Control

(n=41)(a)

 

Aminoacid metabolism

disorders

(n=14)(b)

Phenylalanine

metabolism

disorders

(n=19)(c)

Galactosemia

(n=6)(d)

Organic acidemia

(n=17)(e)

Urea cycle disorders

(n=11)(f)

p-value

 Disulfide   (μmol/L)

12.0

(10.1-18.8) (e)

17.1

(11.6-22.8)

19.2

(11.6-23.5)

10.3

(7.1-16.6) (e)

25

(17.5-28.5) (a, d)

21.8

(12.4-31.3)

0.002*

 Disulfide/   native thiol %

3.1

(2.0-3.8) (e)

3.8

(2.5-5.1)

4.1

(2.7-5.3)

2.4

(1.4-3.5) (e)

5.9

(4.7-6.9) (a, d)

4.8

(2.5-6.4)

<0.001*

 Disulfide/   total thiol

 %

2.9

(1.9-3.6)(e)

3.6

(2.4-4.6)

3.8

(2.6-4.8)

2.3

(1.4-3.3)(e)

5.3

(4.3-6.0)(a, d)

4.4

(2.4-5.6)

<0.001*

 Native thiol/   total thiol%

94.1±2.7(e)

92.7±3.1

92.7±3.0(e)

94.2±2.2(e)

89.6±2.7(a,c,d)

92.8±3.7

<0.001*

 Values in the Table are shown as median (25th-75th percentiles). Superscripts (a, b, c, d, e & f) are indicating the significant difference b/w groups.


Table III: Relationship between metabolic markers and thiol / disulfide parameters.

 

 

Disulfide

(μmol/L)

Disulfide/native

thiol %

Disulfide/total thiol%

Native thiol/total thiol%

Ammonia

r

p

0.536

<0.01

0.538

<0.05*

0.538

<0.05*

-0.538

<0.05*

Lactate

r

p

-0.310

0.303

-0.235

0.439

-0.235

0.439

0.235

0.439

Citrulline

r

p

0.400

0.505

0.900

<0.05*

0.900

<0.05*

-0.900

<0.05*

Phenylalanine

r

p

0.088

0.721

0.232

0.340

0.270

0.263

-0.270

0.263

Leucine

r

p

0.607

<0.05*

0.929

<0.01*

0.929

<0.01*

-0.929

<0.01*

r= Correlation coefficient.

The mean native thiol / total thiol ratio of the patient group was significantly lower when compared to the control group (92.0±3.3 vs 94.1±2.7, p=0.001). Moreover, the median disulfide level [19.8 (11.6-25) vs. 14(10.1-18.8), p=0.004], the mean disulfide / native thiol (4.5±2.0 vs. 3.2±1.6, p<0.001) and the mean disulfide / total thiol ratios (4.0±1.7 vs. 2.9±1.4, p=0.001) were higher in the patient group compared to the control group.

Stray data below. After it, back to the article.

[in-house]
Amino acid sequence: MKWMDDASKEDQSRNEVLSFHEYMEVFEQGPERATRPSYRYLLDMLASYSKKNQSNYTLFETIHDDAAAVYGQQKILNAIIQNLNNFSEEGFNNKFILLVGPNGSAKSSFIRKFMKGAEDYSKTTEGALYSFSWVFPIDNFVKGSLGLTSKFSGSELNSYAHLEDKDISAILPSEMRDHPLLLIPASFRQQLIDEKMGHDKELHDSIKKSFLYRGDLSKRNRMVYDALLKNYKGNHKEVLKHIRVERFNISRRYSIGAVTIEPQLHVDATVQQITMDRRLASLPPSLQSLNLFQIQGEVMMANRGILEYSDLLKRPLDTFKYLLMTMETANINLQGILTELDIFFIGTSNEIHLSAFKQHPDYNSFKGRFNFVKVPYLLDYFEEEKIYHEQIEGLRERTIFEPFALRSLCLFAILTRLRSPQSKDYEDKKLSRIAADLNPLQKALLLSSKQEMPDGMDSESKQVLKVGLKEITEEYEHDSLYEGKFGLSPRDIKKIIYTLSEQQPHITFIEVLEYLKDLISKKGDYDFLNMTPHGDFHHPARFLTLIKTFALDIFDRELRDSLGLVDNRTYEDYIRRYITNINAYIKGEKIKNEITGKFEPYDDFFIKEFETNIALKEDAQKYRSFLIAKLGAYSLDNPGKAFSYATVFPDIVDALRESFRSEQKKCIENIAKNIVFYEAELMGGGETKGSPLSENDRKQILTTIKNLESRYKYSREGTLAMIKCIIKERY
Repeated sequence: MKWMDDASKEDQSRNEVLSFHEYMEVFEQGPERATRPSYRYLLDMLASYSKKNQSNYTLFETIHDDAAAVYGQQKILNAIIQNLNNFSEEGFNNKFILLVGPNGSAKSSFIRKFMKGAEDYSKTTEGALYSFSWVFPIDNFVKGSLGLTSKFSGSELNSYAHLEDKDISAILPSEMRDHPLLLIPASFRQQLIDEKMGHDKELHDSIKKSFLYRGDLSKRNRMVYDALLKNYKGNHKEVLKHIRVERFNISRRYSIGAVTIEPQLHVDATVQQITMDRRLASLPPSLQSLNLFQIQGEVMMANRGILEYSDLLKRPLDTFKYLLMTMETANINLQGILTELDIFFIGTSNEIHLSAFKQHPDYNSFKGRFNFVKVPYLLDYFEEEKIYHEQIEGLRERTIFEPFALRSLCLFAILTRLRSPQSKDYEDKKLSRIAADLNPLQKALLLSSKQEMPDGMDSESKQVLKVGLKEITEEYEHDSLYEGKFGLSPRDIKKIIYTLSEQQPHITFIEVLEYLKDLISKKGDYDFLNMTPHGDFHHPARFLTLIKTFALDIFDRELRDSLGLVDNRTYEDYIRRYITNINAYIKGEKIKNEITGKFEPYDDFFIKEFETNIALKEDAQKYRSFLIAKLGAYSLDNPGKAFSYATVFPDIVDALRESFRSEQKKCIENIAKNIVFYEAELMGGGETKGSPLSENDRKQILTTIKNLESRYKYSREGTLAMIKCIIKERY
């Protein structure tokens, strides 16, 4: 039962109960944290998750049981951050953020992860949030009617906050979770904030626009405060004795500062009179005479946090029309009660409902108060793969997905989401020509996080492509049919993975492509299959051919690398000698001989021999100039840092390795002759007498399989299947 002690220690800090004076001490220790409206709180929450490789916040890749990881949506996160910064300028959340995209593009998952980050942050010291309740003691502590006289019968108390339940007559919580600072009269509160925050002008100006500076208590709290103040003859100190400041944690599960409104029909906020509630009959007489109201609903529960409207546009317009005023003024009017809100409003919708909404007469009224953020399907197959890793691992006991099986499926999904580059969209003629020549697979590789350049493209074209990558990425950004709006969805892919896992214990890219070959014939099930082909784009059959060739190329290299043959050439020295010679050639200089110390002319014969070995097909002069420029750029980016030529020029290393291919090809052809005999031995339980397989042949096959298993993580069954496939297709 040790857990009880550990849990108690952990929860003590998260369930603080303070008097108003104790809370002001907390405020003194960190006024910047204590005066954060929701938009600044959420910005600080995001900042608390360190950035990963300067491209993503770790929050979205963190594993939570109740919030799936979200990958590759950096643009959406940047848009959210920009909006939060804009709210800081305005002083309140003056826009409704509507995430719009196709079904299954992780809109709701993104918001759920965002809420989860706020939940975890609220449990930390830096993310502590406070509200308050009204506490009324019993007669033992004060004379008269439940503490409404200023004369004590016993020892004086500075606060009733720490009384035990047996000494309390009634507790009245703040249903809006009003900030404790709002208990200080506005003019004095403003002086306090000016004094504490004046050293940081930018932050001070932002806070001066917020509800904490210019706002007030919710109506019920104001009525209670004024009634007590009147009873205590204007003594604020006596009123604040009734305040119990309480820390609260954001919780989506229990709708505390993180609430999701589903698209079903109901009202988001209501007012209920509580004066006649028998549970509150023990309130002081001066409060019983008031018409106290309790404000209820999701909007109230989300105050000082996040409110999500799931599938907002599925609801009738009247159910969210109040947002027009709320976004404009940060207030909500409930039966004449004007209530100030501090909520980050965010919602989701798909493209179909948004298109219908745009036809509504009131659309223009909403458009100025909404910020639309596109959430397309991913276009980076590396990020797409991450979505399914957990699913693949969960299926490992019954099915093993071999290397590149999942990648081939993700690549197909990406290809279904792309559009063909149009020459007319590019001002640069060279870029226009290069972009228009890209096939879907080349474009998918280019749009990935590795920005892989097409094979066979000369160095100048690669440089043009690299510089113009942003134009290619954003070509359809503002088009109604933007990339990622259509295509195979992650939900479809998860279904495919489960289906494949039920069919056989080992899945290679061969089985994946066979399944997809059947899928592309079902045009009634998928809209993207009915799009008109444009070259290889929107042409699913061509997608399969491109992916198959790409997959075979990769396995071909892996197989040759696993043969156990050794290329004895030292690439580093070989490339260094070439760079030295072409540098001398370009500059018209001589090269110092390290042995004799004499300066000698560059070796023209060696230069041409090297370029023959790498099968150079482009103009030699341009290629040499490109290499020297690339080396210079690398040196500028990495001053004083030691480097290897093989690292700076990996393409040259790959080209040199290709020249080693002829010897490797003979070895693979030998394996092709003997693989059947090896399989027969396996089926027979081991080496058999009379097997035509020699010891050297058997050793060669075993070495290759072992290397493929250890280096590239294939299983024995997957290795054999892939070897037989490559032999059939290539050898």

Among the patient group, 38.8% (n: 26) had poor metabolic control. The rate of those with poor neurological development was found to be higher in patients with poor metabolic control compared to those with good control [20(76.9%) vs. 13(31.7%); p<0.001]. The rate of noncompliance to treatment was 37.3% (n: 25). In patients with treatment noncompliance, the rate of neurological deterioration was higher than patients who followed the therapeutic regimen [20(80%) vs. 13(31%) p<0.001].

The median disulfide level, the median disulfide / native thiol ratio and the median disulfide / total thiol ratio were found to be higher in organic acidemia group compared to other patient groups and control group. When the patients were evaluated according to their diagnoses, it was seen that, the mean native thiol / total thiol ratio was significantly lower in the organic acidemia group compared to the other disease groups (Table II).

In the cases with poor metabolic control, the mean native thiol / total thiol ratio was significantly low (90.3±3.2 vs. 93.1±3.0, p=0.001), the mean disulfide level (24.2±10.7 vs.17.3±7.8, p=0.004), the mean disulfide / native thiol (5.4±1.9 vs. 3.8±1.7, p=0.001), and mean disulfide / total thiol ratios were higher (4.8±1.6 vs.3.5±1.5, p=0.001).

Native thiol / total thiol ratio was found to be low in cases that did not comply with treatment. The disulfide level, median disulfide / native thiol and disulfide / total thiol ratios did not differ significantly.